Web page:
“teaching with dato’ in the morning, huh?”
the on-call houseman in the male surgical ward smirked at our sour faces as we struggled to read and summarise the clinical histories of the patients assigned to us. it was 9pm and we had 5 patients each. it was a monumental task for a 3rd year medical student faced with the possibility of being the subject of ridicule during rounds with the dean of clinical medicine the next morning.
we were back by 530am the next day, our bloodshot eyes trying to absorb as much extra information as possible before he walked into the ward at 7am sharp. his presence was unmistakable. the air cooled a couple of degrees as he made his entrance. everyone stiffened at the sight of his thin, pursed lips on his unamused face.
we waited for him to choose. we prayed, oh dear Lord did we pray, that he would skip our patients. we continued praying even after he made his choice – we prayed a quick death for our unfortunate comrade who had to present that day. we prayed a prayer of thanks for his/her sacrifice.
those were frightening times. i’ve yet to meet another consultant with the kind of presence he has. the mere mention of his name made us tremble. in fact, he is one of the reasons i chose not to apply for seremban. i couldn’t bear the thought of being made to feel like a medical student again, to face that fear once more, eventhough every one of his rounds left a lasting impression on me and probably helped fuel my interest in surgery later on.
more than his passion for the work, the patients, i was inspired by his work ethic. he did rounds at 7am every morning, without fail. his rationale made sense – theatres start at 8am. an hour-long round is all that should be necessary to make sure things get done. it’s the surgeon’s duty to keep the ward well-run, to make diagnoses and decide on the appropriate mode of treatment. it is his duty to guide his juniors, to teach them. it is his duty to be an example, even if his presence demands more fear than respect.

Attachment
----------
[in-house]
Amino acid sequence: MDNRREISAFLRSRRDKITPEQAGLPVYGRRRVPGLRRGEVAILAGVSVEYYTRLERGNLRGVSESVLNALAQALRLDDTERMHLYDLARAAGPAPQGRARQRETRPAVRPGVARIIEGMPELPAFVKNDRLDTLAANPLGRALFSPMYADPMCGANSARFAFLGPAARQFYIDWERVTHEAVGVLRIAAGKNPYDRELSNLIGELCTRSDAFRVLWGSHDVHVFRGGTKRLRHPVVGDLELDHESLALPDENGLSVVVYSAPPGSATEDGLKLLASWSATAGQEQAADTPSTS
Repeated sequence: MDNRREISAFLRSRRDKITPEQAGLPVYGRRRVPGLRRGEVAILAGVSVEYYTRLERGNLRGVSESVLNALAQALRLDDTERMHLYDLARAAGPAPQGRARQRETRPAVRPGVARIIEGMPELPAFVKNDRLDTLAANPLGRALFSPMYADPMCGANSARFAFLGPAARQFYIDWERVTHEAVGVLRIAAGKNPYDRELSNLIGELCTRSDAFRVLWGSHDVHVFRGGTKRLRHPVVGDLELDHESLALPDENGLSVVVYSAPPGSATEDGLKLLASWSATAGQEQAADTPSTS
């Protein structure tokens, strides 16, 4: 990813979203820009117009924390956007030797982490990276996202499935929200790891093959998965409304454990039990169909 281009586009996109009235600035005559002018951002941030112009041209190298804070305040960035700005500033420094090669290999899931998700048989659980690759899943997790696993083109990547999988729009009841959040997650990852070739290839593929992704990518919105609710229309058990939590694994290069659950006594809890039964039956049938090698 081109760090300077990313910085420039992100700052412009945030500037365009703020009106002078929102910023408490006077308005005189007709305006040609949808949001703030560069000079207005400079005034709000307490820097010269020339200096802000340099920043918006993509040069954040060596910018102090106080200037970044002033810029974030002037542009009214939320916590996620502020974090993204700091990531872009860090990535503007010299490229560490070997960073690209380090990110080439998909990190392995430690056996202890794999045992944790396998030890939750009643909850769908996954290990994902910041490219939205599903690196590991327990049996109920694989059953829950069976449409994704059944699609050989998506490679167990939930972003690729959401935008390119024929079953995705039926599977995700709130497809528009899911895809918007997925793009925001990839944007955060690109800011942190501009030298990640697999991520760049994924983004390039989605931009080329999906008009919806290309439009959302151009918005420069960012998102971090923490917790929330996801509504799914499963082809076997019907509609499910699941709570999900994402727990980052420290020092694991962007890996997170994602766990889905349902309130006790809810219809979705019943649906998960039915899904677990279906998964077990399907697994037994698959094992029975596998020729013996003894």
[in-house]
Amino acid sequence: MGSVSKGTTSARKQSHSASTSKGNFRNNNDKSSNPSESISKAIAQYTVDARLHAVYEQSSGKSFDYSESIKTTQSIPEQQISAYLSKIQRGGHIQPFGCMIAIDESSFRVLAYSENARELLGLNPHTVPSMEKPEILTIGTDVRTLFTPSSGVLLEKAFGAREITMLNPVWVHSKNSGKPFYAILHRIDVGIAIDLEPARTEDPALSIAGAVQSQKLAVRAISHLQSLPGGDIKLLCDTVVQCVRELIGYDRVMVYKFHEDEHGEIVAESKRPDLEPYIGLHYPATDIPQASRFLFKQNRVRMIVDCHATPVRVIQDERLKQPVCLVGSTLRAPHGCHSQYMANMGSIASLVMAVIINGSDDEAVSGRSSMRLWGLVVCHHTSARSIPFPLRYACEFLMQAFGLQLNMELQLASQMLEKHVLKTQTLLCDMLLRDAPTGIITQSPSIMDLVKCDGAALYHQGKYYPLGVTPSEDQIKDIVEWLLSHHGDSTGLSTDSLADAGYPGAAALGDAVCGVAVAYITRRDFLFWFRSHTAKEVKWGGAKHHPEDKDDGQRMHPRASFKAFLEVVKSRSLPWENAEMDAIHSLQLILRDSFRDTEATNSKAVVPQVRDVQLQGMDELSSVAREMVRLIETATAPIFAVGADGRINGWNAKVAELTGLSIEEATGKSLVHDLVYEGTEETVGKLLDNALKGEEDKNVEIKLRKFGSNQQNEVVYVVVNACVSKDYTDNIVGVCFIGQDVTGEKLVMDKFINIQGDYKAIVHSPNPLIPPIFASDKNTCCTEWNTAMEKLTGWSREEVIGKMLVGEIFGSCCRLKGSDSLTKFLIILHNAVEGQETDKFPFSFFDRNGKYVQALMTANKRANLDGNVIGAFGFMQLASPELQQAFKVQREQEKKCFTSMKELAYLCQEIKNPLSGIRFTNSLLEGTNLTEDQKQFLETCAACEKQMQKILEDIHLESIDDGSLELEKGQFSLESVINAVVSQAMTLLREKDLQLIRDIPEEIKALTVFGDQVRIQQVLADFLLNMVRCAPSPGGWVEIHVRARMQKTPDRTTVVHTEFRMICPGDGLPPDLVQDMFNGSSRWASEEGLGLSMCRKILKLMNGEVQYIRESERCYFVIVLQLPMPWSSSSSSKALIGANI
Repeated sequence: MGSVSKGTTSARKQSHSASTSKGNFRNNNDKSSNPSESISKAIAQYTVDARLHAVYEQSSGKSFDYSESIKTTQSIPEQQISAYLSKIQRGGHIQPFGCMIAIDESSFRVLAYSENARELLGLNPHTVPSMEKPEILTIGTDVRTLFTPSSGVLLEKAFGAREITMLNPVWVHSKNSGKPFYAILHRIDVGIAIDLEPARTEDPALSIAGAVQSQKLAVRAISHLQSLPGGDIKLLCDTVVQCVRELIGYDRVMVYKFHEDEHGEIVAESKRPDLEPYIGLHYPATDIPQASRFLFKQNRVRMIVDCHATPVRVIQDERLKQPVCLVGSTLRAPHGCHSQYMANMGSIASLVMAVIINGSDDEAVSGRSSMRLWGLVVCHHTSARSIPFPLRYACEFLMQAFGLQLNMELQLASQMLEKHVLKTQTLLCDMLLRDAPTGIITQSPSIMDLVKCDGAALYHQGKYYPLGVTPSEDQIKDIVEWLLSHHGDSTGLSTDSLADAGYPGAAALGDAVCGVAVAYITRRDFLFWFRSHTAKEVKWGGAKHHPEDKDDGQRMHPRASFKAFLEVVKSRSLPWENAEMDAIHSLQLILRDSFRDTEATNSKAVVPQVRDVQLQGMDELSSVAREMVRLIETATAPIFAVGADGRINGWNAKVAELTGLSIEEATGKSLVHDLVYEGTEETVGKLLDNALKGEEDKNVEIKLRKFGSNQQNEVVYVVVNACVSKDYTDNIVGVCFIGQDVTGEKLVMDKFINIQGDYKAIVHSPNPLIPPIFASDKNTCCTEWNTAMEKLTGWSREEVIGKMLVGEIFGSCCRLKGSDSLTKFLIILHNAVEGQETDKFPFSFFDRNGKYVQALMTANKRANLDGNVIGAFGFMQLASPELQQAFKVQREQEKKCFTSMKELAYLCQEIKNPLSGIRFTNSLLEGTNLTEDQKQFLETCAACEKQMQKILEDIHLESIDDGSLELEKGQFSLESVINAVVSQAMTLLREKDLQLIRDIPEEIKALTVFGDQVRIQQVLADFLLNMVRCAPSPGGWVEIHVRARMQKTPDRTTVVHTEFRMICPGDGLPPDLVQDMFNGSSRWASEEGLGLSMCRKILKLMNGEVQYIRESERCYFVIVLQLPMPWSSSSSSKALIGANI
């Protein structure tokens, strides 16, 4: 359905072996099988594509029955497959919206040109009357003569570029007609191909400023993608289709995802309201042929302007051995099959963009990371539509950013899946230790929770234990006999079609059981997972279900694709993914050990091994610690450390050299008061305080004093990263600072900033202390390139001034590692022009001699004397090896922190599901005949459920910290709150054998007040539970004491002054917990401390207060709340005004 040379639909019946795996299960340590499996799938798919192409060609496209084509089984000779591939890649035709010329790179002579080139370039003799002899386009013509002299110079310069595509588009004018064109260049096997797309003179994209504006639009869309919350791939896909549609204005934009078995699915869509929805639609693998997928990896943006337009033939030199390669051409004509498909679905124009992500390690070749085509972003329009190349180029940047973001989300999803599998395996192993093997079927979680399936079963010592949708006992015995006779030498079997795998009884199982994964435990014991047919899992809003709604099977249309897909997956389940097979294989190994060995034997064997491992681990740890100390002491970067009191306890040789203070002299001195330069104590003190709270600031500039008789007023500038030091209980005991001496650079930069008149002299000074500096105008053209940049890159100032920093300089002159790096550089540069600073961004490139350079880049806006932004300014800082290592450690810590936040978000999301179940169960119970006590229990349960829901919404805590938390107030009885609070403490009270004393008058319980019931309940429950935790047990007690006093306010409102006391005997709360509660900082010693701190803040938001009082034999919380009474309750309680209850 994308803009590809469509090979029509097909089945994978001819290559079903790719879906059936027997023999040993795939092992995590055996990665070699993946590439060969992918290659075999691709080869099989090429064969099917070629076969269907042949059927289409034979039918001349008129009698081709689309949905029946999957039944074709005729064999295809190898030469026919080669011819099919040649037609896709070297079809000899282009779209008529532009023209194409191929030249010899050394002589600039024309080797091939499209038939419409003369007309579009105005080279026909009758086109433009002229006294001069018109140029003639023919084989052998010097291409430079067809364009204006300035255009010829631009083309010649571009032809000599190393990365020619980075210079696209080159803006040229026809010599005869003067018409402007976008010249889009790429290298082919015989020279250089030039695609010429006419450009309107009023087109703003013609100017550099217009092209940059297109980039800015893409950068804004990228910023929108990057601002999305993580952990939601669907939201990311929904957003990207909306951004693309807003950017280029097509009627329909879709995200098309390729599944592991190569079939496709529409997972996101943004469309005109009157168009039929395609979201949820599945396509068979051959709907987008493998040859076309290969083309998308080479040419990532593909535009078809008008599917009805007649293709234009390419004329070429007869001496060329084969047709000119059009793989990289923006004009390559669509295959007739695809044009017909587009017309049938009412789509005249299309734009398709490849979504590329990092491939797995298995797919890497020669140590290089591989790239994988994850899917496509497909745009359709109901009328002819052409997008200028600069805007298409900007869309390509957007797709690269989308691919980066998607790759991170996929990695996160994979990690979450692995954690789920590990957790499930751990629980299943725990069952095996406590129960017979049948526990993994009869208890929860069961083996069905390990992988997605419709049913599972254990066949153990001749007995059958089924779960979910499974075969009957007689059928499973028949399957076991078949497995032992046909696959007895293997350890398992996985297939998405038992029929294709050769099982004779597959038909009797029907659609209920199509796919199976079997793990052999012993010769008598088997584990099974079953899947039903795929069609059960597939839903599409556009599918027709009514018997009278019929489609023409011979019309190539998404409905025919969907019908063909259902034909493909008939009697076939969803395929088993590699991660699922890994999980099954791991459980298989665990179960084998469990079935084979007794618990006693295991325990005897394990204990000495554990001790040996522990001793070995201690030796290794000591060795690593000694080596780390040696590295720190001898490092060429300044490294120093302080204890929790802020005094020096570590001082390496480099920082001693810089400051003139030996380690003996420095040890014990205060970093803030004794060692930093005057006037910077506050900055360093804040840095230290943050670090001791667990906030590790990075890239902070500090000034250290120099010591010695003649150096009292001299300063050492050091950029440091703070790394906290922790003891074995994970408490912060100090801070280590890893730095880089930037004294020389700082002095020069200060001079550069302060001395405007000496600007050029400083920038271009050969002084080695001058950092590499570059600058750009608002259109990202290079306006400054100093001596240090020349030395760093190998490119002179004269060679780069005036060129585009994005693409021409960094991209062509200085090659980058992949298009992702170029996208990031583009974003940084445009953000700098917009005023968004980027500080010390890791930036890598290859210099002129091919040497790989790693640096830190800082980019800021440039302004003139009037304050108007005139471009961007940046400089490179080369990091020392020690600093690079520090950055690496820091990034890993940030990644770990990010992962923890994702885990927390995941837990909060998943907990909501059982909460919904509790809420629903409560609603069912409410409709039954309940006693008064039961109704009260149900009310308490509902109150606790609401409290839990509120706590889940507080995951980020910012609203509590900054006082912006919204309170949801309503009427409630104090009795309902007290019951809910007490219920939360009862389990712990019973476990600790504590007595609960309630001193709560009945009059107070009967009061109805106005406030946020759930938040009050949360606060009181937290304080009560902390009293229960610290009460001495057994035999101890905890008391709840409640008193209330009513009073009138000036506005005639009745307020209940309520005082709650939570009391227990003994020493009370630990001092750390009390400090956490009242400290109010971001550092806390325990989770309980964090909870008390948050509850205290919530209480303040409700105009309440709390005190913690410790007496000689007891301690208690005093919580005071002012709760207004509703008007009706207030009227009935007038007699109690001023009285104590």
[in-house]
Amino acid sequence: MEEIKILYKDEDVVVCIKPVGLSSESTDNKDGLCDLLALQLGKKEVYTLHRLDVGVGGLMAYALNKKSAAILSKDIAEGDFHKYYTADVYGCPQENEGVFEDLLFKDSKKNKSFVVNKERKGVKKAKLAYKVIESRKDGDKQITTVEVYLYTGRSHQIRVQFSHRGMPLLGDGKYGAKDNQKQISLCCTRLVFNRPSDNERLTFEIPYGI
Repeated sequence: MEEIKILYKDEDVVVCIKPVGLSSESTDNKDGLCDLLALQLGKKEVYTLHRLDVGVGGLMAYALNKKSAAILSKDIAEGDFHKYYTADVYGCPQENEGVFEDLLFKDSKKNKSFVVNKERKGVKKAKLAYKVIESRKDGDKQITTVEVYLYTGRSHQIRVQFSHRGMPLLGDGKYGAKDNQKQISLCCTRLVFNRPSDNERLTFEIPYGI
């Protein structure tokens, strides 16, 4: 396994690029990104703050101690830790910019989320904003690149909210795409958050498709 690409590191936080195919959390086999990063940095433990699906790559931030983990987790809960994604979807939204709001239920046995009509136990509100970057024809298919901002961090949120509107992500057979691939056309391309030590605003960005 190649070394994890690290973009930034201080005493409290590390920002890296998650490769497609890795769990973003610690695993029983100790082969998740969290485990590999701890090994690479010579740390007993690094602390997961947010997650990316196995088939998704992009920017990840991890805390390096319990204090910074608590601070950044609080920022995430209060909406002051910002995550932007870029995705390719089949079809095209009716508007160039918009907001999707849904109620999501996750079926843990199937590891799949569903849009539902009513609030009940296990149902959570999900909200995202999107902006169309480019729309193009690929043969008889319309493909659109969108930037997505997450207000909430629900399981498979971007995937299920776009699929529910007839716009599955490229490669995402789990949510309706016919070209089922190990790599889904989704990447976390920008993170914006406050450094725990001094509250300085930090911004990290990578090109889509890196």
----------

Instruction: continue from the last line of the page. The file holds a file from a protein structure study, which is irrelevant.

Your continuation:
he taught us to be at work earlier than the stipulated time and expected us to know our patients well. he taught us to see ourselves as minions, yes, but minions whose words have great effect on the patient because our superiors rely on our presentations to make decisions on treatment. he taught us that to admit we don’t know and face the wrath of our bosses is better than fabricating information just to cover our asses. that it’s alright to have our hearts ripped out of our chests with sarcasm, shredded to pieces and left to bleed as long as we don’t do something that could harm our clients.
2 years on, i am still greeted by “dokter knape awel sgt nie?” every morning. i get jitters on the day of an elective theatre because i have to be there before my MOs, before my surgeons. i have to be prepared to answer whatever questions they have about the patients. it’s my job as a minion to do so.
actually no. it’s my job as a doctor to do so.
i thank God for dato’ and the absolutely blood-draining rounds we did with him as students. i am thankful for the fear he put in our hearts and the discipline that followed. he is a man who is proud of his profession and who does the profession proud. i’m thankful for his work ethic and the example he has set for us.
if only everyone had the pleasure of working or studying with him. we’d be much better doctors and people.